Mike Thorn answers author Steve Stred’s questions.
Mike Thorn’s new realist academic horror story, “The Events”, will be included in Shattered & Splintered (edited by James Sabata and Laurel Hightower) alongside fiction by Gwendolyn Kiste, Cynthia Pelayo, Stephen Graham Jones, Eric LaRocca, Hailey Piper, Gabino Iglesias, and others. All proceeds go to The Glen Haven Area Volunteer Fire Department, a critical part of the emergency response community throughout Larimer County in Colorado that provides emergency response to the Glen Haven community and the entire Estes Valley.
In spaces both familiar and strange, unknowable horrors lurk.
From the recesses of the Internet, where cosmic terror shows its face on an endless live feed, to a museum celebrating the sordid legacy of an occultist painter, this chilling collection of sixteen short stories will plunge you into the eerie, pessimistic imagination of Mike Thorn.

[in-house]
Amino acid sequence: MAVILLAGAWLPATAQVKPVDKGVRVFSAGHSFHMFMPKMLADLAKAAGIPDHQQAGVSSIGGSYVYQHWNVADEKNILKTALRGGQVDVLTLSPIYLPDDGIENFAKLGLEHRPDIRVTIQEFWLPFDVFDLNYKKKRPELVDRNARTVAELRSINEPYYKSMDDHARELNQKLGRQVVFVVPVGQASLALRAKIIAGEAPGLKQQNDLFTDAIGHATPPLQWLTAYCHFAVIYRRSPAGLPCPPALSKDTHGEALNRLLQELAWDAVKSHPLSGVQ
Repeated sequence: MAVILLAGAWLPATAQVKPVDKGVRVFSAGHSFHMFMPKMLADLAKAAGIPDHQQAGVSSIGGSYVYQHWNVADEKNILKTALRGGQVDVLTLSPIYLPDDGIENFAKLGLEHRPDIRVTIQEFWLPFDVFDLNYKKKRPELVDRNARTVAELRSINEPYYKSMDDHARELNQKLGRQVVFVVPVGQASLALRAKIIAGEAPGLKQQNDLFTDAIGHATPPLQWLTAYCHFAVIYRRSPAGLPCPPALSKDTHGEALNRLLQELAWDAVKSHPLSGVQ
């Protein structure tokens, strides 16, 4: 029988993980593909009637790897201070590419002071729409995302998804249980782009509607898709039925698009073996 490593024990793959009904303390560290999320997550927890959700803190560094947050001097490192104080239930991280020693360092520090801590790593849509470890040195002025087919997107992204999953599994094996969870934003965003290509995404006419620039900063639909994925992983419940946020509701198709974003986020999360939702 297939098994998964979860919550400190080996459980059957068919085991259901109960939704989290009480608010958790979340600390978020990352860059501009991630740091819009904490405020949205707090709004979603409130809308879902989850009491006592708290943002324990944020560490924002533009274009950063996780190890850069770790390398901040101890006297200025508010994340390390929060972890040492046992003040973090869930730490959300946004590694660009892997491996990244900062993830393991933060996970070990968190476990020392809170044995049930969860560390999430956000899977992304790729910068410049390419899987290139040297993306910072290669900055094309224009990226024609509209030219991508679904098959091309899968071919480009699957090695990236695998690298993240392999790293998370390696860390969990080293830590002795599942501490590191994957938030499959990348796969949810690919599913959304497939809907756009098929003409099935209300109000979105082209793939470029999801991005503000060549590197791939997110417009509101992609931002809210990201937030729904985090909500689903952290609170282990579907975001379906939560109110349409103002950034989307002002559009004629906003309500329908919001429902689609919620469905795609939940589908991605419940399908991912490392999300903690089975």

Peel Back and See urges its readers to look closer, to push past surface-level appearances and face the things that stir below.
“Throughout the course of the episode, we talked about Shelter for the Damned, his influences, coming of age narratives, toxic masculinity, suburban horror, Stephen King’s Dreamcatcher, possession films and so much more. We had a lot of fun recording this episode and hanging out with Mike. We hope you guys enjoy the conversation as much as we did!”
- What authors influenced you growing up? Who are you reading now?
As a young kid, I was really excited by J. R. R. Tolkien, C. S. Lewis, and R. L. Stine. Discovering Stephen King as a preteen was a big deal, and the same goes for encountering Hubert Selby Jr. in my teens.
These days, I try to read as widely as possible. I’m currently making my way through Drawn Up from Deep Places, by Gemma Files, which is terrific. I was recently floored by two Henry James novels—The Portrait of a Lady and The Bostonians.
“Deeply disturbing, in all the best ways.”
– Laurel Hightower, author of Whispers in the Dark
“Mike Thorn captures the essence of his characters so well in such a short space that his stories often yield the same satisfaction as reading an entire novel.”
– Erin Emily Ann Vance, author of Advice for Taxidermists and Amateur Beekeepers